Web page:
And of course Air New Zealand has just announced, in the past few days, direct jet flights next year between Invercargill and Auckland, a move that could instantly reduce pressure on Queenstown airport.
“My pick is that there are plenty of good options for a new strong, single regional airport – in particular around the Tarras area and Maori Point Road.” This is an area to the east of Wanaka and north of Cromwell, that Hetherington says is favourable from a flying and operational point of view as well as being accessible from most parts of Central Otago. It would be just over an hour’s drive to Queenstown through the narrow Kawarau Gorge.
Terry Hetherington might have some insight into Air New Zealand’s thinking given that the decision will be driven by operational considerations, not airport politics. In fact, the airline may be keen to escape the sometimes uncomfortable relationship it has with Auckland International Airport – that also happens to own 25% of the Queenstown Airport Corporation.
Air New Zealand is not in the business of building airports, but it has a lot of commercial muscle when it comes to putting pressure on both local and central Government. Nobody is going to be in favour of building what could turn out to be a White Elephant airport at Wanaka if Air New Zealand does not support the idea.
In the meantime, the Queenstown Airport Corporation will need to tread carefully in terms of walking the talk on sustainability and genuine community engagement. If the plan is to keep growing passenger traffic at a very high rate – but staying within existing noise boundaries – they can still expect a lot of community pushback.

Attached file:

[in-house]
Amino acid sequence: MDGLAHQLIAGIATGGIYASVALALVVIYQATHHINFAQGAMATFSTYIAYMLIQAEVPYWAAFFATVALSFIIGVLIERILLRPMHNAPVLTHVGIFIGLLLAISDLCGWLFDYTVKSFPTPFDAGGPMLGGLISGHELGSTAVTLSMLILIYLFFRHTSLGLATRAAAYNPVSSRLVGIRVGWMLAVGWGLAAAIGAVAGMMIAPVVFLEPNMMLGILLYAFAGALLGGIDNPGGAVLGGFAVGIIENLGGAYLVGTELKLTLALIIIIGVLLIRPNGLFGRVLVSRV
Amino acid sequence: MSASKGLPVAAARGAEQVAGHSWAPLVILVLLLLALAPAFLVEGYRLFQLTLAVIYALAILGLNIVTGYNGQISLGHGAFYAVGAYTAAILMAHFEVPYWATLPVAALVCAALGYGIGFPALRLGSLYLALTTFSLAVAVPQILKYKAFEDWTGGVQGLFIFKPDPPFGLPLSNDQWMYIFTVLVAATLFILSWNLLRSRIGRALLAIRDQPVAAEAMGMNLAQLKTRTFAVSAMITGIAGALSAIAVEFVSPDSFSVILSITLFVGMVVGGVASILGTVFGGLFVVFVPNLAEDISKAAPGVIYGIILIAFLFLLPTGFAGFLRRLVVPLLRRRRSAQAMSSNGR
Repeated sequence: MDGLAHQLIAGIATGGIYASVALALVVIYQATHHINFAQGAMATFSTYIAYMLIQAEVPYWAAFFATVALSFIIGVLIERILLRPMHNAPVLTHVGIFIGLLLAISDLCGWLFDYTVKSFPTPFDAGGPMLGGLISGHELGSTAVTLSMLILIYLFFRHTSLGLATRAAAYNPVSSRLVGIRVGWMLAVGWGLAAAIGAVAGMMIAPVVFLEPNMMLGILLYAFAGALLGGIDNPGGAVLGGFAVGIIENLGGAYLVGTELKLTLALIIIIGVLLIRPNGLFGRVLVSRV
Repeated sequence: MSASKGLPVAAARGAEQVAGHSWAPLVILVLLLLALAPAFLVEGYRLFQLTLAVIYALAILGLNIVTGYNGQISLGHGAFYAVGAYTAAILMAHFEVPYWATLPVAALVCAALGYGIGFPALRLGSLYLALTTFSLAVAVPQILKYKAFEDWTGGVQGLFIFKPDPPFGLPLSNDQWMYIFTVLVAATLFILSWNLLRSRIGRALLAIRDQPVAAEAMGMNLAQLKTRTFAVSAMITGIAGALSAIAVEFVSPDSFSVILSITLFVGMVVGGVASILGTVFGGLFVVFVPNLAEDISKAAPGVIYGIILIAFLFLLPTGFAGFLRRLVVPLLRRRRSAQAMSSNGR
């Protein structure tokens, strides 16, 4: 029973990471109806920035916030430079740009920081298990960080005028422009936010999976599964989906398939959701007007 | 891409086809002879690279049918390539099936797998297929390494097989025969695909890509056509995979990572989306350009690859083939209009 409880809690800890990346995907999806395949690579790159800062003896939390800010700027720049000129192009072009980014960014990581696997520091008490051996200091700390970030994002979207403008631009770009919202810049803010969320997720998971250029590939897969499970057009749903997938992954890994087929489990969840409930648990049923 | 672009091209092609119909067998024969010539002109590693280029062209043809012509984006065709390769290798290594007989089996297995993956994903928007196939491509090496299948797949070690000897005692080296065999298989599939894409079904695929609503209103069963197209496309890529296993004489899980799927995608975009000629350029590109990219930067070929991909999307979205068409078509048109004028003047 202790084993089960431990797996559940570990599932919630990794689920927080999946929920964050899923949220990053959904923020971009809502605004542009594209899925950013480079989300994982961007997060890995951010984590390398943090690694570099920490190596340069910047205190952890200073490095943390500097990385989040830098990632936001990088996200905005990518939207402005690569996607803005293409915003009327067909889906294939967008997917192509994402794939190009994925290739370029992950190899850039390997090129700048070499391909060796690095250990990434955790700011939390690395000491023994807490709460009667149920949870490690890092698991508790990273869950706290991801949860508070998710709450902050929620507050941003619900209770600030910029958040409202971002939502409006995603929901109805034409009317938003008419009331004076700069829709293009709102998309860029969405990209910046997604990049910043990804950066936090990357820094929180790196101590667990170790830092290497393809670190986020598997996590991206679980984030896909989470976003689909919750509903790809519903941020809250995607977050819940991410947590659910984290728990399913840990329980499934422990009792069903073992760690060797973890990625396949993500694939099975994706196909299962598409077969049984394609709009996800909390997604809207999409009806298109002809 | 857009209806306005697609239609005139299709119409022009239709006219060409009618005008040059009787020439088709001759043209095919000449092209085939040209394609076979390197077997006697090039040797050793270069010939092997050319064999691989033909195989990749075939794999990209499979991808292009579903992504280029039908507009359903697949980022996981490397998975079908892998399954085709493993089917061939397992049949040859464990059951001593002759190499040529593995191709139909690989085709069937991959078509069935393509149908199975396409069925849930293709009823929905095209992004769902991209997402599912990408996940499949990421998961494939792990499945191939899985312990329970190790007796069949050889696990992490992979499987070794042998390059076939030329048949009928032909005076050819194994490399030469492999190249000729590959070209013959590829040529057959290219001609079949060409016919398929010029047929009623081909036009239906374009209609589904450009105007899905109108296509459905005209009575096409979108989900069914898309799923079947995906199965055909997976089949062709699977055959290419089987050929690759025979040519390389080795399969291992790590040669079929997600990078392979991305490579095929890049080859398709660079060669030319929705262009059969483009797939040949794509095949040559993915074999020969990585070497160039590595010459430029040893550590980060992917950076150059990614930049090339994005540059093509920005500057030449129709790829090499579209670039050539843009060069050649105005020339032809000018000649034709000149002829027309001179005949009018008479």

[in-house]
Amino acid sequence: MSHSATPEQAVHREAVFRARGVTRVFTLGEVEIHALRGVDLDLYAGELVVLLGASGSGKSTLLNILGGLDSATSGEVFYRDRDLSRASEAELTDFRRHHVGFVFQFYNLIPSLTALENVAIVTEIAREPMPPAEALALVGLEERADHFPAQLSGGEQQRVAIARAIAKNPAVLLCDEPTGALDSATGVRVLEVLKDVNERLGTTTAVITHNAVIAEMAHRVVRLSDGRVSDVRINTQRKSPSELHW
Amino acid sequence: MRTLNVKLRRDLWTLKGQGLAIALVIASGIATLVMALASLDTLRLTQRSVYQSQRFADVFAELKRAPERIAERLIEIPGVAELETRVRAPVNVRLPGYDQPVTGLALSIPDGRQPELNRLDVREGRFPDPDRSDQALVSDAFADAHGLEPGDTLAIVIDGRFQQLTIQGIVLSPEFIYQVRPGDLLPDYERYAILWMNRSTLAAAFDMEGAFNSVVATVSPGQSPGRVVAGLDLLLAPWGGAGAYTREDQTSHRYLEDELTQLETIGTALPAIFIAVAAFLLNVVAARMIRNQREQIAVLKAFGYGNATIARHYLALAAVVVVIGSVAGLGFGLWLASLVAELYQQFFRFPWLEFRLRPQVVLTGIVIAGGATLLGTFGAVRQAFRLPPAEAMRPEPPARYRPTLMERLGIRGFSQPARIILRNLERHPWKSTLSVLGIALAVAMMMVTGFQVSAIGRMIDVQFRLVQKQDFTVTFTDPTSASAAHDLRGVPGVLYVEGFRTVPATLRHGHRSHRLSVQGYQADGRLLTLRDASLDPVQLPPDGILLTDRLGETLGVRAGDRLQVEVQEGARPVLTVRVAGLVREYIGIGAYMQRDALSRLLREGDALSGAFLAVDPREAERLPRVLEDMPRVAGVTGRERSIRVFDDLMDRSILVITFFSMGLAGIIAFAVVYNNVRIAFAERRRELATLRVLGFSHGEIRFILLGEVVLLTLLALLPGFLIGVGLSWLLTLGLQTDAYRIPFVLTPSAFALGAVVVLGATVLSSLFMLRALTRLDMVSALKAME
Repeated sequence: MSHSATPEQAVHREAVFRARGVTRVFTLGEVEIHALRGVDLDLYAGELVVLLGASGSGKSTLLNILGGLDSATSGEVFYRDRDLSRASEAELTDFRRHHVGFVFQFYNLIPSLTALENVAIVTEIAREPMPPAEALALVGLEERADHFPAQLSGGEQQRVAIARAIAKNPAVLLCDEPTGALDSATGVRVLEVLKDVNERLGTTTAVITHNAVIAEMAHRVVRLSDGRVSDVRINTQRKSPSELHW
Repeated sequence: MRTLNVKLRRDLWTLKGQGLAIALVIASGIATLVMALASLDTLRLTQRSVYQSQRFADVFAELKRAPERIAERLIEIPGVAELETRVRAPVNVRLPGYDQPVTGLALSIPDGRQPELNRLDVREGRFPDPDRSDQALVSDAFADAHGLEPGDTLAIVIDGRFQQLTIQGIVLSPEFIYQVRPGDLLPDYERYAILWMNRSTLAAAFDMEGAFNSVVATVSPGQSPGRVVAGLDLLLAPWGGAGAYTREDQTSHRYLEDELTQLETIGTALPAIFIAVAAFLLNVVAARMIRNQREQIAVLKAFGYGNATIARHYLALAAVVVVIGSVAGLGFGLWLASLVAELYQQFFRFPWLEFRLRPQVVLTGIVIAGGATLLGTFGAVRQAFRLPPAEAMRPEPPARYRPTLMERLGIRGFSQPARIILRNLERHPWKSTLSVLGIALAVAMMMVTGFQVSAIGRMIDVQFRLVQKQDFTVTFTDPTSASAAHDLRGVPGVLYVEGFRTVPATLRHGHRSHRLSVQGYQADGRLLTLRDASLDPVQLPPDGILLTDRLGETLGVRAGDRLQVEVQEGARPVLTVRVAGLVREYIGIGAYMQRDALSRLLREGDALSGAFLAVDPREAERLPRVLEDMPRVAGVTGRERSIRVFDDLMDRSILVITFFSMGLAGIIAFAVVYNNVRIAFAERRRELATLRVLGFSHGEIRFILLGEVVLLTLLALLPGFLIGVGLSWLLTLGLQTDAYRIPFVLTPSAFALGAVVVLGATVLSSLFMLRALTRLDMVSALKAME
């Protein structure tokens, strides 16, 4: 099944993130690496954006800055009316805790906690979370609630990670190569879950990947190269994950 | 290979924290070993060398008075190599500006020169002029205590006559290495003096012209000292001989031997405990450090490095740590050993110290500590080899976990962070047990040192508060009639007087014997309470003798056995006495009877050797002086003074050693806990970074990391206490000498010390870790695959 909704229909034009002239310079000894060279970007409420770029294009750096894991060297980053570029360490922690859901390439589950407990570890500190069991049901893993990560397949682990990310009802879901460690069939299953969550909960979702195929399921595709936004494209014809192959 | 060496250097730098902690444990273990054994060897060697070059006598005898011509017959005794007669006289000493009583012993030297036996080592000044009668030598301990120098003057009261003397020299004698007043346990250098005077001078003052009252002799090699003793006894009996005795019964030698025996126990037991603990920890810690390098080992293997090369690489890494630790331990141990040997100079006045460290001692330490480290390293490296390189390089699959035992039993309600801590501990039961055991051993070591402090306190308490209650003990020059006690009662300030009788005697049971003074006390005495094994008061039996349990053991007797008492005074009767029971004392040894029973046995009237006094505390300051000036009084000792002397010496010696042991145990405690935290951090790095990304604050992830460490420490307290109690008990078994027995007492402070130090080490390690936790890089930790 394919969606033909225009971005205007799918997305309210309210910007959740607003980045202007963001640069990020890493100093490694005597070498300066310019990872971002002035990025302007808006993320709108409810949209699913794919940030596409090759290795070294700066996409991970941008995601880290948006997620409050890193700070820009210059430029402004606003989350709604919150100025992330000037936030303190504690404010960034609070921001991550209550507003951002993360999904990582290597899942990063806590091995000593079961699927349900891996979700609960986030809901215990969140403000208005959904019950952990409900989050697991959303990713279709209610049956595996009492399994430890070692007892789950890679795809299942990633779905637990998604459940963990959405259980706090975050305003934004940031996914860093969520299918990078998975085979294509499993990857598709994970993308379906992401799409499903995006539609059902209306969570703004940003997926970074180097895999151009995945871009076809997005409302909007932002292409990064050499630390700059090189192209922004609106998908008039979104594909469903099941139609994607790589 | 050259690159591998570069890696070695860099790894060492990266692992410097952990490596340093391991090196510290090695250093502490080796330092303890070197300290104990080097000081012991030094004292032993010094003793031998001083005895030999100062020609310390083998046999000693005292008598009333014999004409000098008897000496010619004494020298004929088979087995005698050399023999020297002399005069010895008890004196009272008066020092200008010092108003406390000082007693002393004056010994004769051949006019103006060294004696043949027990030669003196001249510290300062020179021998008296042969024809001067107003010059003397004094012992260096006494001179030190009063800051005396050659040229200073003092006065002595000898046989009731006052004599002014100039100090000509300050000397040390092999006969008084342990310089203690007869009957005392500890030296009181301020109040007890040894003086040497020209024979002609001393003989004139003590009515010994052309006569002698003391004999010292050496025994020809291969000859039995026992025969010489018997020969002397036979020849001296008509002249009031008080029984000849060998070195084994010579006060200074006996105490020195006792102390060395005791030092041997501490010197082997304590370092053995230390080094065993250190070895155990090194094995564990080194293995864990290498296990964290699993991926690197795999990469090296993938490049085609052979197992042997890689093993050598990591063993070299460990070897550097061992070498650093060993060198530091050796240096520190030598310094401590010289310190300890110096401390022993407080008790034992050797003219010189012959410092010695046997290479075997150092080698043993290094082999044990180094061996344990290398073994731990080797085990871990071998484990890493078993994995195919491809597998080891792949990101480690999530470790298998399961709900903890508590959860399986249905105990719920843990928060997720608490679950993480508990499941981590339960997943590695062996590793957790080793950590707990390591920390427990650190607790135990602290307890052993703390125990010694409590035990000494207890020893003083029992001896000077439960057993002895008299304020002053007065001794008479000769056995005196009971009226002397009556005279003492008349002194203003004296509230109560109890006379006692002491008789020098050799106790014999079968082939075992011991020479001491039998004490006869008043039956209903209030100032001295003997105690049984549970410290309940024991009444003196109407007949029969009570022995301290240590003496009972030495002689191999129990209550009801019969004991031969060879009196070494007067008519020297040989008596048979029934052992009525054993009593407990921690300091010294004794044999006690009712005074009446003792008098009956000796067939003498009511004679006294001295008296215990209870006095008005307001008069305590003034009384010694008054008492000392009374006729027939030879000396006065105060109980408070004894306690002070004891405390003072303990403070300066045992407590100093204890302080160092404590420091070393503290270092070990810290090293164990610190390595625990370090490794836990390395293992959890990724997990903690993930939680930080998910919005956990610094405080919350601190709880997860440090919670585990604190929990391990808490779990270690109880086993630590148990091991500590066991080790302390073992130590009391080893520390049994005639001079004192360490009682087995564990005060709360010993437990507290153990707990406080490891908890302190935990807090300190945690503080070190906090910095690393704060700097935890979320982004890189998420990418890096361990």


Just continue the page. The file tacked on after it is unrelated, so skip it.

Crux approached Queenstown Airport Corporation for comment but we were told that nobody was available.
Queenstown Lakes District Councillor Alexa Forbes lives not far from the airport flight path in Frankton and is well known locally for her green credentials. Her electric bike is pretty much the only form of transport she uses locally, and she chairs the council’s Infrastructure Committee.
“In my view we need to work with the surrounding regions – places like Dunedin and Invercargill. We need to find a way to take control of the tourist routes and make those suit our infrastructure, rather than just keep growing our infrastructure to suit the tourists. That’s the guts of it.”
Forbes speaks for a lot of people in Queenstown and Wanaka, who worry that the tourism tail is wagging the community dog. And the Queenstown Airport Corporation may find that events are now unfolding faster than it can organise complex community engagement programmes that it hopes will support development of a new Wanaka airport.
The former Chief Executive of the Waitaki District Council, Michael Ross, has now moved to Wanaka from Oamaru and is heading a new lobby association – the Wanaka Stakeholder Group. Some see the WSG as being an anti-airport pressure group, but Ross denies that, saying that they just want to see proper consultation by the 75% owners of the Queenstown Airport Corporation, the Queenstown Lakes District Council - with no pre-determined outcomes.
“My belief is I don't think the community wants a big airport here. Is it not the council's job to ensure that it follows the wishes of the community? So, we are hopeful that jet services do not arrive in Wanaka, which is why our group has formed itself. Let's make sure we communicate and consult with our community, so we actually know what their views are.”
Whether or not Wanaka opposition to a new airport grows could be academic if Air New Zealand decides to throw its weight behind one, new regional airport to rule them all.
If that does happen it will be a massive project with the power to change the social and economic landscape of New Zealand’s fastest growing population centre.